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p465 Scalae Caci

Article on pp465‑466 of

Samuel Ball Platner (as completed and revised by Thomas Ashby):
A Topographical Dictionary of Ancient Rome,
London: Oxford University Press, 1929.


Scalae Caci: an ancient stairway on the south side of the Palatine, leading down to the valley of the circus Maximus. The top of it (supercilium) is named as the end of Roma Quadrata (1) and as the site of the Casa Romuli (q.v.) (Solin. I.18; Plut. Rom. 20, where βαθμοὺς καλὴς ἀκτῆς of the MSS. has been emended into Σκάλης Κακίας, Bull. d. Inst. 1852, 40; Diodor. IV.21). What the Atrium Caci (q.v.) has to do with it is uncertain. Probably the steps originally served as a short cut to the bottom of the clivus Victoriae, and the porta Romanula stood at their junction with it, rather than farther north (CQ 1908, 145), v. supra 376.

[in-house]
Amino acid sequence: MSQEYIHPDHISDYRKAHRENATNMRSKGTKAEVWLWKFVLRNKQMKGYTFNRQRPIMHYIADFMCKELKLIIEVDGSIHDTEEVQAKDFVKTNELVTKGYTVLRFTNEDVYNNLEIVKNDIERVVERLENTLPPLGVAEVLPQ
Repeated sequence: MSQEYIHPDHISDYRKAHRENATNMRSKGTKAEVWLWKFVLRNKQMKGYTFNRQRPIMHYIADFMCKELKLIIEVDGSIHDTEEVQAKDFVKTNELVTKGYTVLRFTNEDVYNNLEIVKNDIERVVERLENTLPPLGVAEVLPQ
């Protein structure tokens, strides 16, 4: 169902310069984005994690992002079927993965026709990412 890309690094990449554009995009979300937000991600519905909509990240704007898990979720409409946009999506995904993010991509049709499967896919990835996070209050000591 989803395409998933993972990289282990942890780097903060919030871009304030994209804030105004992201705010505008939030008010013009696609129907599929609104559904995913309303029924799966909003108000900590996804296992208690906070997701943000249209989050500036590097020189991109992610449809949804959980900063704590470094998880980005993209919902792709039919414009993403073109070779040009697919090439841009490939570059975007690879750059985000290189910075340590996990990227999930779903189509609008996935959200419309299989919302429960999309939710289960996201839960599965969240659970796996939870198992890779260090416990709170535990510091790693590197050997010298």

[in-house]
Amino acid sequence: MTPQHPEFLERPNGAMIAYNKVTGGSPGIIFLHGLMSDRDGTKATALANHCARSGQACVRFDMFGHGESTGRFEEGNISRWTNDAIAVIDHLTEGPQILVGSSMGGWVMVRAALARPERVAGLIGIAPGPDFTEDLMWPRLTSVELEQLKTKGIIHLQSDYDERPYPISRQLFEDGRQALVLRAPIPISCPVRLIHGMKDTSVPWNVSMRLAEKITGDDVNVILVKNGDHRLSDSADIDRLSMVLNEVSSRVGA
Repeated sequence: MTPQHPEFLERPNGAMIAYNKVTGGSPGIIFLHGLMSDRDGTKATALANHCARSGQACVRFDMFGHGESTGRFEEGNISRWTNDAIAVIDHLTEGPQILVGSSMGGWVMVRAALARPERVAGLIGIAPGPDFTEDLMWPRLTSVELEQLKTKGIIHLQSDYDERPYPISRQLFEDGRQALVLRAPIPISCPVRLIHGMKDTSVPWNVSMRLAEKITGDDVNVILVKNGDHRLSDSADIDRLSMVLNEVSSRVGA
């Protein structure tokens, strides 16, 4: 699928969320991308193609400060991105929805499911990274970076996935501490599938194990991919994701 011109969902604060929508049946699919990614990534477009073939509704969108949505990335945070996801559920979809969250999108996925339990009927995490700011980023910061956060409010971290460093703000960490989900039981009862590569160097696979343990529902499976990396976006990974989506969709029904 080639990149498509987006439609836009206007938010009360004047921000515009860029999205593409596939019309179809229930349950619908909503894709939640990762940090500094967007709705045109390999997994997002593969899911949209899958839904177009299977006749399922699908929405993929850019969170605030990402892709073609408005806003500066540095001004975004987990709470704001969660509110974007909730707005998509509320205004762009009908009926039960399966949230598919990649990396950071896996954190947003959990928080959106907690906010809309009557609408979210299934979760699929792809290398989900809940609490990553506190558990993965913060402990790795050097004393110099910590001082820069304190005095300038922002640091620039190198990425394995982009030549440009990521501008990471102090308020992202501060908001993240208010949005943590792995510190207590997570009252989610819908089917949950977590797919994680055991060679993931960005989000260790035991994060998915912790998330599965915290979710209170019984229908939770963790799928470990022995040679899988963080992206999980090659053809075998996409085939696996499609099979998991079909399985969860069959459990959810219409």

Tradition connected this corner with the story of the robber Cacus (Liv. I.7), but both he and his sister Caca were in reality ancient Italic fire deities (Mitt. 1895, 163 ff.; RE II.1164, 1166; WR 161). Of the steps themselves nothing certain is left. At the top the travertine foundations of a gate of the imperial period are in situ, together with a small piece of road pavement; a little lower down they turned at right angles and ran to the south-west corner of the hill; but here they have been built over by a house of the imperial period, and survive only in the form of an internal staircase. (See BPW 1903, 605‑606; CQ 1908, 145‑147; HJ 39‑42; Pl. 133‑134; DAP 2.vi.254‑255.)


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Page updated: 21 Aug 12